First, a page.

I’ve suddenly been getting questions on our forum regarding some unusual things people are seeing on their roses. Luckily all of these things have one thing in common.
The fall season.
Roses are deciduous and go dormant during the winter. Because of this they, like other deciduous shrubs and trees, are transitioning to winter. So this is normal. That being said let’s look at what you might be seeing.
Leaf drop. Many roses this time of year drop their leaves more than normal. It’s nothing to panic about as it happens every year. Mine are doing it now. As fall wears on you won’t see new leaves taking their place. The old leaves will just fall off and that will be that.
This brings us to the question of should you rake the old leaves out. This was always thought to be a good idea because disease spores might linger on the old leaves and infect the plants. I’m mixed on this. I’ve read some recent studies suggesting when the leaves drop off and die disease spores die with them. I also dormant spray my roses with lime and sulfur in winter and make sure to get the ground as well. That will take care of any lingering disease. However, if you prefer the rake the beds clean then go ahead. It won’t hurt.
Unusual amounts of disease like blackspot or powdery mildew. This is also normal this time of year. Part of it is the weather pattern of warm days and cool nights. While I’m not a botanist I speculate that the plants are putting their energy into going dormant and therefore aren’t as focused on fighting diseases. If any of you are qualified to answer mu speculations I’d love to hear from you.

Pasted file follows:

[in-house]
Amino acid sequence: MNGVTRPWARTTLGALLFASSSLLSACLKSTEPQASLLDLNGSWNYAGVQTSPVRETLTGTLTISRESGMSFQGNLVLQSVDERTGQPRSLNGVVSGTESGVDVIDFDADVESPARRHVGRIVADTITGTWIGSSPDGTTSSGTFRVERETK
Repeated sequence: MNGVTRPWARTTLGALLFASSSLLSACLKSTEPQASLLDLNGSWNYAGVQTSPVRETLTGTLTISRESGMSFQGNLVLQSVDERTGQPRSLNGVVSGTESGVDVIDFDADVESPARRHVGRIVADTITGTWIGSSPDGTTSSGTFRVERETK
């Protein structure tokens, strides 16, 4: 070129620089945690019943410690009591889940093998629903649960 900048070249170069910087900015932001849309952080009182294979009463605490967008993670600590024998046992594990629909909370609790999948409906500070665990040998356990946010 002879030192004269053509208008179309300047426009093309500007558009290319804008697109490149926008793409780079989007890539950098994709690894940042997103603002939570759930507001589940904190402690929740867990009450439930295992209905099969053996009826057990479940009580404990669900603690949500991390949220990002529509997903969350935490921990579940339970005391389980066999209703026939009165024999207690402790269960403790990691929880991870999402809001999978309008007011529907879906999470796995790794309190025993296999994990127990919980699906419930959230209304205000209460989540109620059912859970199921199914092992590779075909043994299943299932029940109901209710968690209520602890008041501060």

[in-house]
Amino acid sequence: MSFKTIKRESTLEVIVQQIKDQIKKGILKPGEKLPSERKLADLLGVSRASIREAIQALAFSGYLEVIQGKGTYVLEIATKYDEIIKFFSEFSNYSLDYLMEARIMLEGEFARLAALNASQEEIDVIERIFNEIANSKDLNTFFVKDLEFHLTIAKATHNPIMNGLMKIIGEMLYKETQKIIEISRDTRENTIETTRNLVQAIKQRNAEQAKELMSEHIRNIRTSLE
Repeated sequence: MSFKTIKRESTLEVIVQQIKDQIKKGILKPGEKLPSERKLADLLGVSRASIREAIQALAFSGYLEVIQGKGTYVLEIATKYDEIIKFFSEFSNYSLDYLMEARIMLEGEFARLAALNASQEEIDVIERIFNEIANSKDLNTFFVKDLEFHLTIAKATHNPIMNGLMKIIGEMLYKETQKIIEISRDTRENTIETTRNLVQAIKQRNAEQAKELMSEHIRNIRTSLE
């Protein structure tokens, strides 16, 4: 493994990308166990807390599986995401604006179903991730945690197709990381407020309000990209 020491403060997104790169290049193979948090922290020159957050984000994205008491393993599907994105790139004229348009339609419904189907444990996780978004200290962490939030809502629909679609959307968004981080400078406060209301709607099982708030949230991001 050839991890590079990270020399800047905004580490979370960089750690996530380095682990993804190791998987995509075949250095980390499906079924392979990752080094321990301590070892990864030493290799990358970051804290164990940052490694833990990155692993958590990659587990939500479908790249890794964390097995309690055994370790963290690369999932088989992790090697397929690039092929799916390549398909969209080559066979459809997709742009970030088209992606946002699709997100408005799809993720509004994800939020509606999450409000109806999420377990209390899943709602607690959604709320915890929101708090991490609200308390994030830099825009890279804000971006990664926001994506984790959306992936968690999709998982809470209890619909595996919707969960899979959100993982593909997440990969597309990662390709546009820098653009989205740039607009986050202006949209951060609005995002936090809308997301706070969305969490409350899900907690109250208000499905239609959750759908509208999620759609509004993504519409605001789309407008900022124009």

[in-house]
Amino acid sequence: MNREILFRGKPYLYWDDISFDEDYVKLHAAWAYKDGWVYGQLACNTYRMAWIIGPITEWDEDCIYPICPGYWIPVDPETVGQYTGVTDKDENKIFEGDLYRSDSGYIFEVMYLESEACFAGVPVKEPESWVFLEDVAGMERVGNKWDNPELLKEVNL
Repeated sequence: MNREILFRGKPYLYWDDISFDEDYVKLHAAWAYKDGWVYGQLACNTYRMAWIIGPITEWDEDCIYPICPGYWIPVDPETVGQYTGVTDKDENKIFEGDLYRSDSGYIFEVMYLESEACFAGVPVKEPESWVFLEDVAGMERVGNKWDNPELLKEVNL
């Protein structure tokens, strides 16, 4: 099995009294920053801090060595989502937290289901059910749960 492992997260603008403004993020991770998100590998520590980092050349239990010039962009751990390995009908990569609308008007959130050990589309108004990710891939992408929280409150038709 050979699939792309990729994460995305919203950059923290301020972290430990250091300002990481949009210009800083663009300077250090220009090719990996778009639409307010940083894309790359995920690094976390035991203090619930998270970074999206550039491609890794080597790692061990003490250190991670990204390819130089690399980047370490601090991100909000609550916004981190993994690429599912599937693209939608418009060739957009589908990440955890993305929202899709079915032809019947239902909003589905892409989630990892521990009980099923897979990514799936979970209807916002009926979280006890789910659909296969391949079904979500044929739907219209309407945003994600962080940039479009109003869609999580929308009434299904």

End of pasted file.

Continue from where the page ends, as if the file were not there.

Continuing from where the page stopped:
Strange bloom shapes. This can be everything from flowers that don’t open to ones with green “vegetative centers”, to ones that look like they came out of a Salvador Dali painting. This also seems to be the weather. Those cool nights, warm days, a sudden frost; all can contribute to this. If they bother you, cut them off and if not leave them so they can fall off and the rose can set hips.
Very little new growth. Again normal. The roses know it’s time to shut down and stop producing new growth. Plus, tender new growth can be severely damaged by a frost or freeze and we don’t want it anyway. It’s one of the reasons we stop fertilizing this time of year.
These are just a few of the things you may be seeing out of your roses that seem odd or different this time of year. Don’t panic if you do see them, but if you see something you feel you should be worried about post a picture on the rose forum. We’ll take a look and then I’ll post the answer back here as well.
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